After years of anticipation, I confess I was slightly disappointed in the murals. They don't have the power of the great paintings that now hang in the Louvre, such as The Death of Sardanapalus. But they are nevertheless filled with that instantly recognisable use of writhing human figures, and his mastery of complementary colours (particularly the red-green contrast in the Jacob painting).

Six restorers worked for more than a year on the restoration, and even in my less-than-great photos you can see how the colours.


Thursday, February 2, 2017

From the Journal of the Society of Arts, February 1864

While researching a new blog post about seeing Eugene Delacroix's murals in the church of St. Sulpice, Paris, I came across this announcement from the Journal of the Society of Arts, 1864:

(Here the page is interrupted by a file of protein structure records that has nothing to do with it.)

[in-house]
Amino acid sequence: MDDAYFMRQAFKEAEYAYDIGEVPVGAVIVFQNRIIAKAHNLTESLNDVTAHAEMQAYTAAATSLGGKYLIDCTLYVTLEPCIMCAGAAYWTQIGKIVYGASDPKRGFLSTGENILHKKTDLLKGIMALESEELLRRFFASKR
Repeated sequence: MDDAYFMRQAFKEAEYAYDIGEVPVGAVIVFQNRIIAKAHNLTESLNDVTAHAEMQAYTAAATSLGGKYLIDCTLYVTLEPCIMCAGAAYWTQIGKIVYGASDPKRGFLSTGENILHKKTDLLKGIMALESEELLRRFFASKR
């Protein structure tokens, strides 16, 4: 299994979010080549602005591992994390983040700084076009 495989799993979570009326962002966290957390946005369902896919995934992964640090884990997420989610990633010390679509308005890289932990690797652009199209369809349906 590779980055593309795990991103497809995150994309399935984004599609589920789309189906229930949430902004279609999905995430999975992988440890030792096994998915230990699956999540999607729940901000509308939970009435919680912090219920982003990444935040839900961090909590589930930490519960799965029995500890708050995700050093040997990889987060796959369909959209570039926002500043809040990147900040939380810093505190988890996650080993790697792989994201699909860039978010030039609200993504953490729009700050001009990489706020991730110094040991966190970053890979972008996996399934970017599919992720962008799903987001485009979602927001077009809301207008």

It's a report of the sale of the entire contents of his studio, which is on the Rue Furstenberg in the St Germain des Pres district -- and which I wrote about visiting two years ago. Certain details indicate the excitement of the writer, even in what is otherwise a report of objects and prices: "contains no less than 858 lots," "numerous and remarkable decorative works of art." It goes on to describe the sketchbooks and watercolours:


The final part of the notice talks about the success of the sale, and the large sums of money being paid for the works: